Why worrying is completely unproductive. "We live in an age where people live longer, have better access to health care, have more opportunity for personal and professional growth... Yes, there are risks and potential dangers, but worry magnifies these disproportionately and blinds us to the wonders of our age."  Dumb Little Man

IRS increases tax-deductible mileage rates.  "Starting on July 1, when you use your car for business, you'll be able to write off 58.5 cents for each mile you drive, which is an 8-cent increase from the first half of the year."  Kiplinger

Resisting the urge to splurge.  Knowing and reminding yourself of your priorities at all times will help make achieving your goals easier.  Our Four Pence Worth

Cut your spending by $500 per monthThe Consumer Reports Money Lab shakes loose a bushel of savings hiding in everyday spending.

Food stamp crunch intensifies.  Food stamps are only designed to supplement food budgets. And now the working poor are relying on them more and more. And they need to spend their cash elsewhere.  CBS Evening News

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Guest

I don't know where all these writers live, but in NYC, even if you live close enough to regularly shop at the farmers markets, use coupons, buy on sale, you cannot get food at the prices given in all these articles.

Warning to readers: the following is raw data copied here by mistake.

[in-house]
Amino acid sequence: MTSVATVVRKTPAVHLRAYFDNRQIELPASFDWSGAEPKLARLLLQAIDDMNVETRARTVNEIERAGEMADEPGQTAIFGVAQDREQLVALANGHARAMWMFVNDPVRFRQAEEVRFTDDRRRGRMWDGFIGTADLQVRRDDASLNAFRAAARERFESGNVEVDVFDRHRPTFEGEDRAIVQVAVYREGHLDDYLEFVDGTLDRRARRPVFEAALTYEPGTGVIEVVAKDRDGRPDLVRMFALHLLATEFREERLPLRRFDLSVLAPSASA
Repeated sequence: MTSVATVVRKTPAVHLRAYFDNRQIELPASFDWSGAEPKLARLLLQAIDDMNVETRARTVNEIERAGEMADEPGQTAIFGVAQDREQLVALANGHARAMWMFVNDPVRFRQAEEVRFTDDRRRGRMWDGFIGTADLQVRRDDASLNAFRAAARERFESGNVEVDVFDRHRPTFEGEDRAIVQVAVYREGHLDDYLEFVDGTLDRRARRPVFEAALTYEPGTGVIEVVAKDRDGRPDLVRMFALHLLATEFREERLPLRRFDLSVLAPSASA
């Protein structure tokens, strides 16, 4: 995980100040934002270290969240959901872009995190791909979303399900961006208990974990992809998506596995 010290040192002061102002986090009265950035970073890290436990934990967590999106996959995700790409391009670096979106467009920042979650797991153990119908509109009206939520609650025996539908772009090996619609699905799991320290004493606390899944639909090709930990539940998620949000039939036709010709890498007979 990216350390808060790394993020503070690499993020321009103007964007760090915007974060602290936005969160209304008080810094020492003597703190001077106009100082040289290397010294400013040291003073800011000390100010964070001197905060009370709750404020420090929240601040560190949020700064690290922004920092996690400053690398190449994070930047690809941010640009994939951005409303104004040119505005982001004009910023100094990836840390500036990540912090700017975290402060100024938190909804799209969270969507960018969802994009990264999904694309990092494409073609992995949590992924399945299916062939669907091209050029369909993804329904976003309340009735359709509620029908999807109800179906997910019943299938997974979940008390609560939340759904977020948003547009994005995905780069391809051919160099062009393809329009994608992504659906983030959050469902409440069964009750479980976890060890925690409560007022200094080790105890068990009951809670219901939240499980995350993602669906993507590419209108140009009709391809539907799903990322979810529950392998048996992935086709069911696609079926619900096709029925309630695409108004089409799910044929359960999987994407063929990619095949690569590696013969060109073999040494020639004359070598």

These articles mean well, but they are misleading for so many of us who live in major cities, do not have cars and have only a handful of supermarkets (yea, we have fancy gourmet shops and the like, but you only save money there on some of their items on sale) to shop at.

We have one trader joe's in NYC, but it would cost more in transportation costs (One person could not carry several grocery bags home on the subway and/or bus) for those who live nowhere near it to get there and back than one would save.

And that applies even more so the elderly and infirmed who really are limited to where they can shop or have food delivered.

What would be great is if those big store warehouses offered shuttle busses to/from the city with drop-offs (for minimal cost) so that we, too, could take advantage of the savings.

Will Chen's picture

"What would be great is if those big store warehouses offered shuttle busses to/from the city with drop-offs (for minimal cost) so that we, too, could take advantage of the savings."

That sounds like a great idea!

Or maybe a couple of neighbors could get together and organize a group grocery shopping trip so they can share the cost and labor of driving.

We used to do that in college all the time. Now that gas is so expensive perhaps it is time to bring back the community grocery run. =)

Guest's picture
Kate

My neighbors and I have been talking about carpooling for shopping...it just takes a little extra effort to coordinate our schedules.

Guest's picture
Katie

Thank you for including my article on buying organic food in Best of the web.

I think the 20 foods for less than $1 article does a good job of highlighting foods that are inexpensive per serving but also healthy and nutritious. In this age of convenience we often overlook foods in their natural, whole state, going instead for expensive preparations.